These are the 17 prohibited places where no one can carry without permission of owners or managers: 1) police, sheriff, and highway patrol offices; 2) within 20 feet of a polling place on election day; 3) into an adult or juvenile detention or correctional facility; 4) into any court house or building used by a court; 5) any government meeting including the state legislature; 6) government owned buildings. except for public housing; 7) bars; 8) airports with TSA offices; 9) anyplace prohibited under federal law, like post offices; 10) into any school or college; 11) into any childcare facility; 12) into a casino; 13) into a gated amusement park; 14) any church; 15) into any private property conspicuously posted off-limits to concealed firearms; 16) any sports arena or stadium seating more than 5000 people; and 17) into any hospital accessible to the public.
The statute states that a person with a permit who carries a concealed firearm into one the above places can be asked to leave, and if they refuse to leave, the police may be called and the offender issued a summons for an infraction with a fine of not over $100. An infraction is not a criminal violation, it's a civil penalty.
Item 15. listed above. is the only place permit holders and those carrying permitless face the same penalty.
In the other places. if someone is doing the exact same thing exercising permitless carry, the police are called, and the person is arrested and charged with a class B misdemeanor weapons offense. The different treatment between permit holders and those carrying without a permit are substantial.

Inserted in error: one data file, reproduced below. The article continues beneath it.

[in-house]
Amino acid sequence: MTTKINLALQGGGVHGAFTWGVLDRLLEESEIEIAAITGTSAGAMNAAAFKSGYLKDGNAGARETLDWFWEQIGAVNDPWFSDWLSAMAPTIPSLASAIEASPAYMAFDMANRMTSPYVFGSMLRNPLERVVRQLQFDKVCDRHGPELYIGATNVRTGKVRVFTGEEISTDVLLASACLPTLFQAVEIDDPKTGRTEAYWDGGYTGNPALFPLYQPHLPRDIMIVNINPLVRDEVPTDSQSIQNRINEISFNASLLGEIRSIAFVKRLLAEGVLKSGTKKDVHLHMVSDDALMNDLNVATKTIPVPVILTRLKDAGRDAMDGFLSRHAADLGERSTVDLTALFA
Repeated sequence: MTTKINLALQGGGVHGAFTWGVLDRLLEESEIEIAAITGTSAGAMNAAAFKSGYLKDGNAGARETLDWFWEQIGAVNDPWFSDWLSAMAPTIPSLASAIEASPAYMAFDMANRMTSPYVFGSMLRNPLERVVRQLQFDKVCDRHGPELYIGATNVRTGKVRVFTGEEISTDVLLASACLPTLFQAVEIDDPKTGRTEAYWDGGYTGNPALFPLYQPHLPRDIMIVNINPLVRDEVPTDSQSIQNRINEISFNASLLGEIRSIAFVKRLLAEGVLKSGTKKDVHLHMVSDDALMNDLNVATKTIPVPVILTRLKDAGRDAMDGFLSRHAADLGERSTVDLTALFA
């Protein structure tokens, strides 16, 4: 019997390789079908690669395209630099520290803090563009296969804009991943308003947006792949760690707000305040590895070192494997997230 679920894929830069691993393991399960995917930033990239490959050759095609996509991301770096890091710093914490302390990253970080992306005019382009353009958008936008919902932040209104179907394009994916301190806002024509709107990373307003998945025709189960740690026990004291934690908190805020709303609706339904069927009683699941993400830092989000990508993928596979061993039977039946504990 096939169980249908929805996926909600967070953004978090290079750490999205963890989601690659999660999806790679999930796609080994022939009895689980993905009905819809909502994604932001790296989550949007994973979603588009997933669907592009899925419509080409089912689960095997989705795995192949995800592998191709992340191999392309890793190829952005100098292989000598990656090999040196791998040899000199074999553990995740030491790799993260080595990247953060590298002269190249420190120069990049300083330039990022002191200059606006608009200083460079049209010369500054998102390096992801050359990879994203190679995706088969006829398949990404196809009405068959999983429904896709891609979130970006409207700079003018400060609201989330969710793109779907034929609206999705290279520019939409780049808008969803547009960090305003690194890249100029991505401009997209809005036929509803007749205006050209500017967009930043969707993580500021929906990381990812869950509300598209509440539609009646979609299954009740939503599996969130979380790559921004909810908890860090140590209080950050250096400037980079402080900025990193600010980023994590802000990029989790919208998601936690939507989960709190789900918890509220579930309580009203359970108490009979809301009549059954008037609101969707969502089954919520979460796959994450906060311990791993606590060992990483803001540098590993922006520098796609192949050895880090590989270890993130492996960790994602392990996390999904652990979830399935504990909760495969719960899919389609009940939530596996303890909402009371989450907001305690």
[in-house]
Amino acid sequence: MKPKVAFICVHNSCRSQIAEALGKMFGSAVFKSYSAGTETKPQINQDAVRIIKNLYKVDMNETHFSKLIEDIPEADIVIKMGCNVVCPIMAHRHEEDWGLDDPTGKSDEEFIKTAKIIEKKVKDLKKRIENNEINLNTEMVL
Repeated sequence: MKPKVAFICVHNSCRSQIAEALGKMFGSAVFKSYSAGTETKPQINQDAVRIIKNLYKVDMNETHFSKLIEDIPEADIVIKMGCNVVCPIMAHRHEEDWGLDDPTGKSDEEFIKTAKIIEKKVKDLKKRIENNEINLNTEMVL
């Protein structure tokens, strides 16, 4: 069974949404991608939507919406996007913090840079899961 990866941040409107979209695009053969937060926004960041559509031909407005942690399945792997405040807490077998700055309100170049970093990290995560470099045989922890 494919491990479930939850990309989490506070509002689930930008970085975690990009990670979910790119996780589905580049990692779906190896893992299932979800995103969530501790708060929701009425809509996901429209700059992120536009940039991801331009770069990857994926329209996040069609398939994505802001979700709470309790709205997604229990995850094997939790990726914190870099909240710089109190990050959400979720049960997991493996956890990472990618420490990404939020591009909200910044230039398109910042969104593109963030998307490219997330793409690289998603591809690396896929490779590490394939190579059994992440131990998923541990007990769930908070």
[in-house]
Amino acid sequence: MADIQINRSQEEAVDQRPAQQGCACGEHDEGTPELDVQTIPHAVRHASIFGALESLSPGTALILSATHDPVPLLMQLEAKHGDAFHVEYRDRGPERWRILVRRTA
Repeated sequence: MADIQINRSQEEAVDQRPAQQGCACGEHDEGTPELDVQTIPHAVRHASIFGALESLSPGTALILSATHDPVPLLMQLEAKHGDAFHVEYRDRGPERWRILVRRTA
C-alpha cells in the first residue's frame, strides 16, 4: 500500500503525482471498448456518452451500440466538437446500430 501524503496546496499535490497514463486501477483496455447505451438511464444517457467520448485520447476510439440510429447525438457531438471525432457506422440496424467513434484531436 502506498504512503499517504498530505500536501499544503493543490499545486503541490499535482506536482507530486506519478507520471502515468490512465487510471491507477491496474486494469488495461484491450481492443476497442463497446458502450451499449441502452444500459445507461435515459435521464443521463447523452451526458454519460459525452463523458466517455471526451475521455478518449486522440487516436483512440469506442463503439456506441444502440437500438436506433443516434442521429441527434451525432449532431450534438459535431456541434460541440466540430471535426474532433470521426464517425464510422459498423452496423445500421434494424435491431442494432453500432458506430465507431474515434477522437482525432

Other people affected by SB 656 include 18-year-olds who can carry permitless under the new law. but who cannot yet get a Missouri permit until their 19th birthday.
Local jurisdictions cannot ban permitless concealed carry, but are still allowed to ban permitless open carry.
New Types of Permits (571.101 and 571.126 to 571.230)
Effective October 14, 2016 -the different types of CCW permits available will include:
- Standard 5-year cc permits. Valid for reciprocity with 36 other states. Application and processing procedure. same as before. Fees cannot exceed $100 for a new 5-year permit or $50 for renewal. including the cost to reimburse the MO State Hwy Patrol for fingerprint and background checks. New fee: if a credit/debit card is used. an additional fee will be added to the charged amount equal to the cost of the card service processing fee.
- Extended 10-year and 25-year cc permits. Marked as being valid in Missouri only. Application does not include submitting fingerprints (no biometric data shall be collected). Fees cannot exceed $200 for a new 10-year permit or $250 for a new 25-year permit or $50 for renewal.
- Lifetime cc permits. Marked as being valid in Missouri only. Application does not include submitting fingerprints (no biometric data shall be collected). Fee cannot exceed $500 for the lifetime permit.
Castle Doctrine (563.031)
Currently. a person who owns or leases private property may use deadly force in defense of self or others against a person who unlawfully enters or attempts to unlawfully enter the property. or who unlawfully remains.
Effective October 14, 2016
Use of deadly force under these circumstances is extended to include other persons who have been given specific authority by the property owner to occupy the property.
No Duty to Retreat I Self Defense (563.031)
Currently, a person has no duty to retreat from a dwelling. residence, or vehicle. or from one"s private property.
Effective October 14, 2016
A person has no duty to retreat from any place they have a lawful right to be.